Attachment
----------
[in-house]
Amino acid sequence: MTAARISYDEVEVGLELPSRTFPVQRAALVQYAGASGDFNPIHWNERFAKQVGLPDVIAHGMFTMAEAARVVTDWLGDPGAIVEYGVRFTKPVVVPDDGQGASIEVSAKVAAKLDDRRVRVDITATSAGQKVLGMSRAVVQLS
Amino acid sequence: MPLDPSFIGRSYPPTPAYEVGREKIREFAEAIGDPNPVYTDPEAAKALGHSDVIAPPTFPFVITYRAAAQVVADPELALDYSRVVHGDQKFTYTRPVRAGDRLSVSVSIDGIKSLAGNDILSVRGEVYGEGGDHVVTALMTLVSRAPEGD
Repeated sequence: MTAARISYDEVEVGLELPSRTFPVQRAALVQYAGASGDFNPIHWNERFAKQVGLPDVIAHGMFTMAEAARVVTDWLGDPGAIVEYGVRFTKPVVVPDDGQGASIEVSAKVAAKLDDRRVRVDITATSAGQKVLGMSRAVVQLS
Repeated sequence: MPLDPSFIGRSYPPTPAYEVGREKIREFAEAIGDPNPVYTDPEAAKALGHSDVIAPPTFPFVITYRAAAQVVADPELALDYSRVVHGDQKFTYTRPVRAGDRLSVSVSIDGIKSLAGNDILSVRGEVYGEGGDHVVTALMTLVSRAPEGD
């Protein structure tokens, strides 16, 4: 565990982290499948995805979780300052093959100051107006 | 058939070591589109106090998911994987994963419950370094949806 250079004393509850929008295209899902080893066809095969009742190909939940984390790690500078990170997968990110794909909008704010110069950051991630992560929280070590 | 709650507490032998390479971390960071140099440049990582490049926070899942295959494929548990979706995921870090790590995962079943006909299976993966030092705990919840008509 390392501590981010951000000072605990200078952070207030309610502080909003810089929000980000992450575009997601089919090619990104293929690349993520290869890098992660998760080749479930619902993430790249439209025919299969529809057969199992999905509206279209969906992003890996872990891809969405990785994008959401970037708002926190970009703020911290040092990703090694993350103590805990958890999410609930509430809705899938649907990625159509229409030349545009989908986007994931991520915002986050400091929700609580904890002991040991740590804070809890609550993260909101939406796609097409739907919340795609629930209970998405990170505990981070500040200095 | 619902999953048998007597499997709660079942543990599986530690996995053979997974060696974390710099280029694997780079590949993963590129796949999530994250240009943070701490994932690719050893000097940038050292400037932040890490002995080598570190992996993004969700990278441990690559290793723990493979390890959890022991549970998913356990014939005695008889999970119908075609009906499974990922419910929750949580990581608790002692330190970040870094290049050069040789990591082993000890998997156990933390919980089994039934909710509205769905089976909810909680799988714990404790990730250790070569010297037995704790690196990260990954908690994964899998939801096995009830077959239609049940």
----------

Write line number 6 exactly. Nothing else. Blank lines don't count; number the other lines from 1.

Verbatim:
């Protein structure tokens, strides 16, 4: 565990982290499948995805979780300052093959100051107006 | 058939070591589109106090998911994987994963419950370094949806 250079004393509850929008295209899902080893066809095969009742190909939940984390790690500078990170997968990110794909909008704010110069950051991630992560929280070590 | 709650507490032998390479971390960071140099440049990582490049926070899942295959494929548990979706995921870090790590995962079943006909299976993966030092705990919840008509 390392501590981010951000000072605990200078952070207030309610502080909003810089929000980000992450575009997601089919090619990104293929690349993520290869890098992660998760080749479930619902993430790249439209025919299969529809057969199992999905509206279209969906992003890996872990891809969405990785994008959401970037708002926190970009703020911290040092990703090694993350103590805990958890999410609930509430809705899938649907990625159509229409030349545009989908986007994931991520915002986050400091929700609580904890002991040991740590804070809890609550993260909101939406796609097409739907919340795609629930209970998405990170505990981070500040200095 | 619902999953048998007597499997709660079942543990599986530690996995053979997974060696974390710099280029694997780079590949993963590129796949999530994250240009943070701490994932690719050893000097940038050292400037932040890490002995080598570190992996993004969700990278441990690559290793723990493979390890959890022991549970998913356990014939005695008889999970119908075609009906499974990922419910929750949580990581608790002692330190970040870094290049050069040789990591082993000890998997156990933390919980089994039934909710509205769905089976909810909680799988714990404790990730250790070569010297037995704790690196990260990954908690994964899998939801096995009830077959239609049940």